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Real World Capture NX 2 Now Available

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Real World Capture NX2

Nikon’s Capture NX2 offers revolutionary image editing tools wrapped up in a full-featured editing environment, with a built in browser. Real World Capture NX 2 will walk you through every function of the program, while teaching you good post-production workflow, and image editing tips. Aimed at the novice and experienced user, the book is ideal for anyone who wants to use the program.

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Nikon Capture NX2

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Capture NX2

Capture NX2 is the eagerly-awaited follow-up to Nikon’s excellent image editing, raw conversion software. While the raw converter only works with Nikon cameras, the editor itself is also compatible with TIFF or JPEG files. Why should you care if you don’t shoot with a Nikon camera? Because Capture NX includes extremeley powerful editing tools wrapped up in a completely non-destructive editing environment.

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Nikon D-300

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Nikon D300

If you’ve been shopping for a mid-range digital SLR, it’s a safe bet to say you’ve probably been considering the Nikon D-300. The latest rev of Nikon’s mid-range camera, the D-300 offers some impressive changes from it’s predecessor, the D-200. As with previous Nikon models, no other camera comes close to Nikon when it comes to feature list, and the D-300 backs up its features with improved image quality.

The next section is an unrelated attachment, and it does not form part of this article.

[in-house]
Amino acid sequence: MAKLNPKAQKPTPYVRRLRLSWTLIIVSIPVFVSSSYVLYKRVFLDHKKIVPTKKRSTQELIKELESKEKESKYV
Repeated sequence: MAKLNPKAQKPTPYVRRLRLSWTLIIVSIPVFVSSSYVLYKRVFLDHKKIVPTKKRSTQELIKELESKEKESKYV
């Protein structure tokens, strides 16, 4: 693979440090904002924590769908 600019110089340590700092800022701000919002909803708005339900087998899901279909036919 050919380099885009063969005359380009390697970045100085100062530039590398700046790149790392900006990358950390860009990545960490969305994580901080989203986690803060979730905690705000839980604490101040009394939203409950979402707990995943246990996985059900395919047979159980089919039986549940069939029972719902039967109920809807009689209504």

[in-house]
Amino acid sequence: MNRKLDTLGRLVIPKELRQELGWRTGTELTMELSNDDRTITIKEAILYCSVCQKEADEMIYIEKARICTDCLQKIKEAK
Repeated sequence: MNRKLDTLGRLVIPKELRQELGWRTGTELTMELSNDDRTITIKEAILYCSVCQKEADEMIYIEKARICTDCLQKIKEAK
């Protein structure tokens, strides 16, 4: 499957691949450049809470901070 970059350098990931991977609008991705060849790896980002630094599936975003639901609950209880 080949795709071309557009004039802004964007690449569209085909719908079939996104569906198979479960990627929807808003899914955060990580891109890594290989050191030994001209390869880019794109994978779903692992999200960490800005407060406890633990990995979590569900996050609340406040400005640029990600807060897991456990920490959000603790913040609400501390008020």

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Specialty Lenses

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In the digital age, it’s easy to get so caught up in cool post-production effects and techniques that you forget about what can be done in-camera with the right lens. If you’re a long-time film shooter, then you’re possibly well-trafficked in the realm of specialized lenses, but if you’re new to digital SLRs, then you may know what is possible to achieve inside your camera, with a simple lens change.

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Nikon Compressed Raw Format – Lossy or Lossless?

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Nikon

Like most digital SLRs, Nikon’s family of digital SLRs offer the ability to shoot in raw mode. However, Nikon’s raw offerings provide a twist, in the form of compressed raw. The promise of compressed raw files, of course, is that they take up less space and allow you to store more images on your card. Data compression algorithms fall into two categories: lossy techniques, which degrade the quality of your image; and lossless techniques, which reduce file size without affecting image quality. Nikon users often ask whether the compressed raw format is lossless or lossy, so I decided to look into the question